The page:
According to Darji, the IT infrastructure at the Bull Ring has been used as a template for other recent shopping centre developments. "The retailers here are absolutely integrated with the network. Each has an intranet system which is connected to the Bull Ring's network. Through this we can provide them with performance information, sales data, statistical reporting, etc. It also enables them to enter their own sales figures for us. It's opened up the communication channels between centre management and retailers very effectively." Retail tenants are provided with total footfall data for the building, including year-on-year and week-on-week comparisons. "That historical data allows them to better understand their own performance."
But as Mike Bielinski, CEO at Vodat International, a retail telecommunications provider whose clients include Warehouse, Jaeger and Beaverbrooks, says, security and control concerns can limit how far retailers take integration with a shopping centre network. "The first issue, and the most important one, is security: retailers will not risk putting their traffic over a network which could be insecure." Vodat constantly monitors the end devices on a client's network. "We instantly know if there's an issue with an EPoS terminal, for example, so we can flag that and deal with it fairly quickly. That's a service that would have to be
provided whoever was running their network."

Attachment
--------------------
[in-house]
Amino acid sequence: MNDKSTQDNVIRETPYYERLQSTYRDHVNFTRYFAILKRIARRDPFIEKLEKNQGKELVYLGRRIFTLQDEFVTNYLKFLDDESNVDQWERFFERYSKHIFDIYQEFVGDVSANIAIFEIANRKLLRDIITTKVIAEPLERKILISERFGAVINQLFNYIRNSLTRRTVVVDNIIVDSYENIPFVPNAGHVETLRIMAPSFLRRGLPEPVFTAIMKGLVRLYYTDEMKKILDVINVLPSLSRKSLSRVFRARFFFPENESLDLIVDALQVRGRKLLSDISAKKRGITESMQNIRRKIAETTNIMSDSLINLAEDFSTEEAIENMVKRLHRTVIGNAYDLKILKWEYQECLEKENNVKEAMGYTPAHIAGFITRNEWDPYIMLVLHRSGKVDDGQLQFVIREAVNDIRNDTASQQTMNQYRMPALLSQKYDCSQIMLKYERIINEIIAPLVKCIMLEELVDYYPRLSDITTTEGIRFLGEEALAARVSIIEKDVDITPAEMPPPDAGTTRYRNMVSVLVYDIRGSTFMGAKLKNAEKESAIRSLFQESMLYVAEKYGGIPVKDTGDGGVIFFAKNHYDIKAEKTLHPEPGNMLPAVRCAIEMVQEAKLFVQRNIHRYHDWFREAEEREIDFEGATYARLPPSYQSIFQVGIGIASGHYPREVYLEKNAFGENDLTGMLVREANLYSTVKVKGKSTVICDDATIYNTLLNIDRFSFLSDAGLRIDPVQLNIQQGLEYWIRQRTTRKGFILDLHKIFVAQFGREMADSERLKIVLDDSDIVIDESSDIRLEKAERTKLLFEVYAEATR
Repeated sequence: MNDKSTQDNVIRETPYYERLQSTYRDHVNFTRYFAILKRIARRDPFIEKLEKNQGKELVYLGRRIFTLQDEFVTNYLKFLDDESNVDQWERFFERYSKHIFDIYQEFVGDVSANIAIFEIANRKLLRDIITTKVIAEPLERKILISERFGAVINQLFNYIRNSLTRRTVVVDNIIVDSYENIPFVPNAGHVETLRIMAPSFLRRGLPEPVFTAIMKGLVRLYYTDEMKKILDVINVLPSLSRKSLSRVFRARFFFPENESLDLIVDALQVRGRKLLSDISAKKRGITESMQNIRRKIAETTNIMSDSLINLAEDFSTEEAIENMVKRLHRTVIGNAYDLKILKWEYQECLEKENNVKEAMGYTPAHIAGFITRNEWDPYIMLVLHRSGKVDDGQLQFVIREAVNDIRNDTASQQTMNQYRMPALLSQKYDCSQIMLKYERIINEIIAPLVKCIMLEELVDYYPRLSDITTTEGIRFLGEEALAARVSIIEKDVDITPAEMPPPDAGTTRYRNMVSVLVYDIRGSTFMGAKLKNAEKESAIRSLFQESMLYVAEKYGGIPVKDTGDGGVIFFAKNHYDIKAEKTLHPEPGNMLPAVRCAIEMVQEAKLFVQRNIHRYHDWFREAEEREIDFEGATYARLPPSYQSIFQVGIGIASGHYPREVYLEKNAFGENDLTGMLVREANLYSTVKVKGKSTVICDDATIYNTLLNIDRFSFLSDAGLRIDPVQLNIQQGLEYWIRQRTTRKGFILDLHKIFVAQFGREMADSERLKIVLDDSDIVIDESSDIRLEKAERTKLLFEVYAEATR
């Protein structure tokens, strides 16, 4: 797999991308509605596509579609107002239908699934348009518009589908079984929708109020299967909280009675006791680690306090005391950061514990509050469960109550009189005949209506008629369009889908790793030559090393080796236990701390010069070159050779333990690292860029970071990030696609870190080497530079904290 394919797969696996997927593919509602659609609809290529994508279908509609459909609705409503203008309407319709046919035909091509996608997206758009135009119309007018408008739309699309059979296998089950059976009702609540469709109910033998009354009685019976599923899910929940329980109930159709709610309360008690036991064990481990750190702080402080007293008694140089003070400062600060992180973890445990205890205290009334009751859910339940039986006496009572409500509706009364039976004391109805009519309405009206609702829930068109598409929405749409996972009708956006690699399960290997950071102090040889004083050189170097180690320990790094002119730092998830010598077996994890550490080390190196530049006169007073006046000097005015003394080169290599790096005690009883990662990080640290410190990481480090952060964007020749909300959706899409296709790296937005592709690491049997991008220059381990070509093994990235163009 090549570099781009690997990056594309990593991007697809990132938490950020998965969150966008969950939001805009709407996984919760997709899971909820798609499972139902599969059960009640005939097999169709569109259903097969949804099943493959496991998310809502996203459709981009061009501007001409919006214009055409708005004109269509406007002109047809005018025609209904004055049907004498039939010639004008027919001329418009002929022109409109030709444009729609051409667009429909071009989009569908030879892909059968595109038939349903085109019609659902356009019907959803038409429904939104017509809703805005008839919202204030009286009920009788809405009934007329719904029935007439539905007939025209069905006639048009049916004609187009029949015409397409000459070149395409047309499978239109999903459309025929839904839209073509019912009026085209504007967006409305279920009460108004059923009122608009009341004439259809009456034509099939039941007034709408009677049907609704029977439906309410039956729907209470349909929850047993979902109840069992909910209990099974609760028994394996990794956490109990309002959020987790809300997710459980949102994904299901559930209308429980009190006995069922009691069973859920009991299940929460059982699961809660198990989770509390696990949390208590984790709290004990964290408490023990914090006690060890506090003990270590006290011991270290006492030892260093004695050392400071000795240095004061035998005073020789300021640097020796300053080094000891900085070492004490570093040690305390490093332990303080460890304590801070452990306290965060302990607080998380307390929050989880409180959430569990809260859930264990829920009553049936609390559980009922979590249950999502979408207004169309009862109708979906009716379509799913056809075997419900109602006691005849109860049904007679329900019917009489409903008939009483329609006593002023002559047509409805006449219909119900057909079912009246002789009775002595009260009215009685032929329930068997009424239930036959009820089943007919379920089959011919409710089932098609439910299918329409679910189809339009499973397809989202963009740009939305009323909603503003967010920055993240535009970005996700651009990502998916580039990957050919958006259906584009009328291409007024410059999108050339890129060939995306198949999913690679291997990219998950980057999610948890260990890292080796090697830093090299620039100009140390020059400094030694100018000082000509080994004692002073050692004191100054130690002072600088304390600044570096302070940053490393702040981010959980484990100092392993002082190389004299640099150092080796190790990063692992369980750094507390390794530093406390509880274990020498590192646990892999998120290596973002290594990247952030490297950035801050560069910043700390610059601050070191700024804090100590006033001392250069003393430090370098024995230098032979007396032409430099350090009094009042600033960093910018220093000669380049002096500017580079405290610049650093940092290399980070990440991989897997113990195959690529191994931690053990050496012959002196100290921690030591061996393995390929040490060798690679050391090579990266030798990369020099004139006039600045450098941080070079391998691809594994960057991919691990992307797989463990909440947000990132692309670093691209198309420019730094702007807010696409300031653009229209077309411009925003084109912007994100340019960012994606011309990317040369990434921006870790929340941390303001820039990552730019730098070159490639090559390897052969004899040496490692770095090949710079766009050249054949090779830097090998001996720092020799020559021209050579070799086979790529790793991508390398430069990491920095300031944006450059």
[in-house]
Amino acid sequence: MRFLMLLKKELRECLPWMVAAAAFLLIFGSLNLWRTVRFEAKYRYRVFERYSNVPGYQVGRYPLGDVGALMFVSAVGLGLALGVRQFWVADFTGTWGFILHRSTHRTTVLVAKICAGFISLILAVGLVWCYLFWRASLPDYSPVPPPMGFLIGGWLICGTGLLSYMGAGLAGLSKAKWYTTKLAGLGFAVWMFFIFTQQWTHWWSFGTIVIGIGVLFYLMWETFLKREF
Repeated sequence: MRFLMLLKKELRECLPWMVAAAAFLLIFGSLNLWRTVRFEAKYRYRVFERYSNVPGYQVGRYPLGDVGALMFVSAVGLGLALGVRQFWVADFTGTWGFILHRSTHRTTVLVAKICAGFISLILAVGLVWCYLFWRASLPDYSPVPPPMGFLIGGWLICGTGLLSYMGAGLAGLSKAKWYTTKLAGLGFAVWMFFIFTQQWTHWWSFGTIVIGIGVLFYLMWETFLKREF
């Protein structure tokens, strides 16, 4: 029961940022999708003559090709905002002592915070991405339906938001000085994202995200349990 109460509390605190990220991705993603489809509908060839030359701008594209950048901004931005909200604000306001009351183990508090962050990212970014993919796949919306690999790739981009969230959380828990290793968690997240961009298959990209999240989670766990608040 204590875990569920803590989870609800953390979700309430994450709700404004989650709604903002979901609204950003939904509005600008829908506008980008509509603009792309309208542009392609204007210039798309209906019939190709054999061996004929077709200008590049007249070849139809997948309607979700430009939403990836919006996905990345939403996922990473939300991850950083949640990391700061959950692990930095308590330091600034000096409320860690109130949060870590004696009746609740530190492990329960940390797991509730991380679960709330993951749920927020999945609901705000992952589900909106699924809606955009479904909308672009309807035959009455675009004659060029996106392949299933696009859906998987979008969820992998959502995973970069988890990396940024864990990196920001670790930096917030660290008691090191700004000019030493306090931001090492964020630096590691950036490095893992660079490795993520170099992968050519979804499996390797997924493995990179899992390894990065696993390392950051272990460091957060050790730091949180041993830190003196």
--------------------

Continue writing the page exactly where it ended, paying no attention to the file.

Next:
The Highcross development has 500 IP networked CCTV cameras which, aside from their security function, can also provide accurate real-time data on the number of people entering or exiting a shopping centre, thereby helping managers better understand buying behaviour. This type of footfall analysis is
one of the key metrics used in the retail industry. By combining
this data with sales figures, centre managers and retailers can quickly gain
insight into who is buying what, when and where.
This can prove useful when approaching potential retail tenants, says Williams. "As well as counting people coming in and out, you can also see where they're going. It could be that an area that people dwell around actually becomes prime real estate for a shopping centre. They could turn round to a coffee kiosk
and say: "We've got people sat there, why not try and sell them some coffee?"
Blofeld claims one of the main areas of focus for any future shopping centre network is the sustainability and environmental benefits it will deliver. "Because of the footprint of these open networks, it allows you to get visibility right across the shopping centre, so you can see where energy is being consumed, how it is being consumed, etc...With the network we've got at Highcross, we can immediately begin to use that approach to ensure that energy is being used intelligently within that environment."
He says any reluctance among retailers to further integrate their networks with the shopping centre is more a cultural issue rather than a technological one. "When you're talking about a multi-national retailer, they naturally have
their processes pretty much set in terms of the way they operate - they have a set model for certain types of outlet. But increasingly that's changing, particularly in light of the green agenda where there is a common motivation to share